Skip to main content
ARS Home » Pacific West Area » Pullman, Washington » Grain Legume Genetics Physiology Research » Research » Publications at this Location » Publication #347374

Research Project: Developing Climate Resilient Crop Systems through GxExM

Location: Grain Legume Genetics Physiology Research

Title: Bioherbicidal activity of Sinapis alba seed meal extracts

Author
item MORRA, MATTHEW - University Of Idaho
item POPOVA, INNA - University Of Idaho
item Boydston, Rick

Submitted to: Industrial Crops and Products
Publication Type: Peer Reviewed Journal
Publication Acceptance Date: 2/7/2018
Publication Date: 5/1/2018
Citation: Morra, M., Popova, I., Boydston, R.A. 2018. Bioherbicidal activity of Sinapis alba seed meal extracts. Industrial Crops and Products. 115:174-181. https://doi.org/10.1016/j.indcrop.2018.02.027.
DOI: https://doi.org/10.1016/j.indcrop.2018.02.027

Interpretive Summary: Seed meal from yellow mustard (Sinapis alba L.) is a by product of mustard oil production and has been shown to be phytotoxic to weeds. Active constituants in seed meal that contribute to herbicidal activity vary with each batch. In addition, large quantities of seed meal are required for weed suppression and are logistically difficult to haul and spread. Our objective was to develop an efficacious bioherbicide by producing a S. alba seed meal extract. A 30% methanol extract was obtained from seed meal that resulted in a powder that could be dissolved in water and applied to weeds using a conventional sprayer. Weed control with extract solutions were compared to solutions containing SCN-, 4-OH benzyl alcohol, or 4-OH phenyl acetonitrile at concentrations equivalent to those in the extract. When applied before weed emergence or after emergence, SCN- and extracts were the most active solutions on Powell amaranth, a broadleaf weed and green foxtail, a grass weed. Application of SCN- solutions at concentrations equivalent to those in the extract controlled weeds similar to the extract. Little or no herbicidal activity was observed on both weed species following application of 4-OH benzyl alcohol or 4-OH phenyl acetonitrile, indicating that SCN- is the primary compound responsible for herbicidal activity. Development of a bioherbicide based on extracting and concentrating SCN- from yellow mustard seed meal is feasible, especially if scale up activities focus on eliminating the need for alcoholic extractants and yield higher active ingredient products.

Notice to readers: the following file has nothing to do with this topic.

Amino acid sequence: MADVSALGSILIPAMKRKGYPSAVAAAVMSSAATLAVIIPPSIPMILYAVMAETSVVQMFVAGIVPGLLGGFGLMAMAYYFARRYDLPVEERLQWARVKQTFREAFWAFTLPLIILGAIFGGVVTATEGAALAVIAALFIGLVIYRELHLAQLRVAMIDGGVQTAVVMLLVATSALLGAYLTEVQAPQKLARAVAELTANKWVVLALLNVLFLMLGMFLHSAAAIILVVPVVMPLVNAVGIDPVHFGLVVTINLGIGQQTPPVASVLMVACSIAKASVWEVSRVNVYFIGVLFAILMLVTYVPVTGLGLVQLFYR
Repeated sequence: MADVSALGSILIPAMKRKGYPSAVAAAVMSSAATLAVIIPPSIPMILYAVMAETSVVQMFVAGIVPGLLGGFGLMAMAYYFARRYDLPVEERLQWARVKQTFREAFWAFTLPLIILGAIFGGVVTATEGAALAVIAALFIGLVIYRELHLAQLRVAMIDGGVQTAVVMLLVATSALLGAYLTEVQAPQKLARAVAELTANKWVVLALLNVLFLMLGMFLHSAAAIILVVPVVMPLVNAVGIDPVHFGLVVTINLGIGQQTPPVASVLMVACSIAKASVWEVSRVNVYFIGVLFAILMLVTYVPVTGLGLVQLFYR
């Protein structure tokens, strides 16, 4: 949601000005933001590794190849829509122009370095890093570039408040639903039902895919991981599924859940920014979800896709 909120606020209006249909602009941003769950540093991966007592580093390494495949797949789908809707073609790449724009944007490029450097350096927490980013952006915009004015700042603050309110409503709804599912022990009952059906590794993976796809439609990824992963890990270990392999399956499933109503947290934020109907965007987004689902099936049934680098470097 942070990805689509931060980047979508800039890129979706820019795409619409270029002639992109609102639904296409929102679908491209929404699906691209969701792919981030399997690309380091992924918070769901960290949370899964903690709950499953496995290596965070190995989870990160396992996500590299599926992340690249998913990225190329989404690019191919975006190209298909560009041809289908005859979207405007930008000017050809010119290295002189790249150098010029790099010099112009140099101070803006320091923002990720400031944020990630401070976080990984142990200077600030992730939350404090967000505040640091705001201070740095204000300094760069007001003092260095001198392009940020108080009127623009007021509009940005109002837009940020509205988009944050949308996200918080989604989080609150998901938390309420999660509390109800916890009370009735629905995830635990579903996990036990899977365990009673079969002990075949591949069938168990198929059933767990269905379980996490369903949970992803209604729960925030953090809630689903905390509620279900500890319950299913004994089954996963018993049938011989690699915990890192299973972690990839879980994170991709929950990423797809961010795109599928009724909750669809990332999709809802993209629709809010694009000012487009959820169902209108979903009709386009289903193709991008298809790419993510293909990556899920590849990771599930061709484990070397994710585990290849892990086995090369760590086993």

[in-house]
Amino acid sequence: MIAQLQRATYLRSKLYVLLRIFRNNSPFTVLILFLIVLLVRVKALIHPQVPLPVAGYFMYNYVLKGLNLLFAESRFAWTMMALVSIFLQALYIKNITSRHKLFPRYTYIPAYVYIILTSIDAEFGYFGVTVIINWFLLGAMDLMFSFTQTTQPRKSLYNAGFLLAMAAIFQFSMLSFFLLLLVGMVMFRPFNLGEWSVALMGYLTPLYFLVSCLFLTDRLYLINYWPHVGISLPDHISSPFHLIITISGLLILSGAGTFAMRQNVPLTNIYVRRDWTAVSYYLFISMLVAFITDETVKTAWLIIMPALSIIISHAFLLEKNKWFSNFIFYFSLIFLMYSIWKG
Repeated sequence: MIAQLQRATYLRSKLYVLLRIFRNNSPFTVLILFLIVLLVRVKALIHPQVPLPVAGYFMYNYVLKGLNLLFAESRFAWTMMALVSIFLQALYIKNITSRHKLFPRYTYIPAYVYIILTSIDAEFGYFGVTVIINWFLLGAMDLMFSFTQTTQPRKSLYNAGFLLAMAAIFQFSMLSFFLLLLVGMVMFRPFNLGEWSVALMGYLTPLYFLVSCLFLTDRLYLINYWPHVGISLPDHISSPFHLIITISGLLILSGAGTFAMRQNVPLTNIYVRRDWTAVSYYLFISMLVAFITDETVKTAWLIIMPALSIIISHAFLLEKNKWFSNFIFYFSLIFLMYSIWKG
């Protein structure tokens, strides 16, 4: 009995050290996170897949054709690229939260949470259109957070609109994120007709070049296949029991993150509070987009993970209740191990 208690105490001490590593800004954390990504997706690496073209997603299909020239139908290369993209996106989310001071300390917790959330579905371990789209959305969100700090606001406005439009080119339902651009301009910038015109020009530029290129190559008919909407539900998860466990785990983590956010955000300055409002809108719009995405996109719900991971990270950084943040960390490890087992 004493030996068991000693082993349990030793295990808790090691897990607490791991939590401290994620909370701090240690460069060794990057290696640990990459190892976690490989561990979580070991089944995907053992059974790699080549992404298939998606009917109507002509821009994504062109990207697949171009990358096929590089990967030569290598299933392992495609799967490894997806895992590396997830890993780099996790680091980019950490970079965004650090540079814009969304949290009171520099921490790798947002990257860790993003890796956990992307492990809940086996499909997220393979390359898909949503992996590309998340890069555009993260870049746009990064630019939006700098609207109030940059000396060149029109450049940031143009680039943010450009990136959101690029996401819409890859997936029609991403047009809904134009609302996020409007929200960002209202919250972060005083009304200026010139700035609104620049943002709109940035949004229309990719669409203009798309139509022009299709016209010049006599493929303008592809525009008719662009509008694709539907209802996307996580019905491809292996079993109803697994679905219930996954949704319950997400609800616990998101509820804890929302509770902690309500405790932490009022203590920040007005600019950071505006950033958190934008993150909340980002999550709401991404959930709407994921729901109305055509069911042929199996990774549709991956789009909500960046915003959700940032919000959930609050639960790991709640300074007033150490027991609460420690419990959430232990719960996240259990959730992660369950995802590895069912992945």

Technical Abstract: Although seed meal from yellow mustard (Sinapis alba L.) is a potential tool for controlling weeds as a consequence of contained glucosinolate substrates that are enzymatically hydrolyzed to produce phytotoxic products, use is limited by batch-to-batch variability and logistical constraints. Our objective was to develop an efficacious bioherbicide by producing a S. alba seed meal extract. An extract was obtained using 30% methanol, concentrated by rotary evaporation, and freeze dried to produce a powder that was redissolved in water before PRE and POST testing on greenhouse grown Powell amaranth (Amaranthus powellii) and green foxtail (Setaria viridis). Companion bioassays with separate solutions containing SCN-, 4-OH benzyl alcohol, or 4-OH phenyl acetonitrile at concentrations equivalent to those in the extract were performed. When applied pre- (PRE) or postemergence (POST), SCN- and extracts were the most active solutions on both weed species. The highest rate tested of SCN- of 2.8 kg ha-1 applied PRE controlled Powell amaranth 98% and green foxtail 84%, compared to the highest rate of extract that controlled Powell amaranth 97% and green foxtail 82%. POST application of the extract was less effective as compared to SCN- solutions, with SCN- showing 97% control of Powell amaranth and 71% control of green foxtail as compared to the extract displaying only 46% control of Powell amaranth and 23% control of green foxtail. Little or no herbicidal activity was observed on both weed species following PRE or POST application of 4-OH benzyl alcohol or 4-OH phenyl acetonitrile. Development of a bioherbicide based on extracting and concentrating SCN- from S. alba seed meal is feasible, especially if scale up activities focus on eliminating the need for alcoholic extractants and yield higher active ingredient products.